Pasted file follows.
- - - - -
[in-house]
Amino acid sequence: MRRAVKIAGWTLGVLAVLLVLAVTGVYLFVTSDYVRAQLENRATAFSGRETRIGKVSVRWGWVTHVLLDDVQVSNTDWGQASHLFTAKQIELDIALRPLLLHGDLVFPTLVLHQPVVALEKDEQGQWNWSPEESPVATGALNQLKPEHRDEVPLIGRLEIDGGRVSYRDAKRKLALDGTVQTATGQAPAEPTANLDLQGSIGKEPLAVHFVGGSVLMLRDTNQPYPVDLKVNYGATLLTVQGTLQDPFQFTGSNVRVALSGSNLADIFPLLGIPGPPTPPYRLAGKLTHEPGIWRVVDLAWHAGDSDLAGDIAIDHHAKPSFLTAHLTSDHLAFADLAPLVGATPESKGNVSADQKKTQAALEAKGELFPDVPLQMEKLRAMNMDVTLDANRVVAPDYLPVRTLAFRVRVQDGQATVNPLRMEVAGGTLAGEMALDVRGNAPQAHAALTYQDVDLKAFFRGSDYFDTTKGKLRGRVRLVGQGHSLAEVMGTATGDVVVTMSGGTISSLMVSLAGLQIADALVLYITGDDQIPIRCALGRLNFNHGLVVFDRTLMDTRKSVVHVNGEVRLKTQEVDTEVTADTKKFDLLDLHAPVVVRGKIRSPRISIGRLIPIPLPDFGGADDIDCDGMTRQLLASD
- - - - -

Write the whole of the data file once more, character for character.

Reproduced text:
[in-house]
Amino acid sequence: MRRAVKIAGWTLGVLAVLLVLAVTGVYLFVTSDYVRAQLENRATAFSGRETRIGKVSVRWGWVTHVLLDDVQVSNTDWGQASHLFTAKQIELDIALRPLLLHGDLVFPTLVLHQPVVALEKDEQGQWNWSPEESPVATGALNQLKPEHRDEVPLIGRLEIDGGRVSYRDAKRKLALDGTVQTATGQAPAEPTANLDLQGSIGKEPLAVHFVGGSVLMLRDTNQPYPVDLKVNYGATLLTVQGTLQDPFQFTGSNVRVALSGSNLADIFPLLGIPGPPTPPYRLAGKLTHEPGIWRVVDLAWHAGDSDLAGDIAIDHHAKPSFLTAHLTSDHLAFADLAPLVGATPESKGNVSADQKKTQAALEAKGELFPDVPLQMEKLRAMNMDVTLDANRVVAPDYLPVRTLAFRVRVQDGQATVNPLRMEVAGGTLAGEMALDVRGNAPQAHAALTYQDVDLKAFFRGSDYFDTTKGKLRGRVRLVGQGHSLAEVMGTATGDVVVTMSGGTISSLMVSLAGLQIADALVLYITGDDQIPIRCALGRLNFNHGLVVFDRTLMDTRKSVVHVNGEVRLKTQEVDTEVTADTKKFDLLDLHAPVVVRGKIRSPRISIGRLIPIPLPDFGGADDIDCDGMTRQLLASD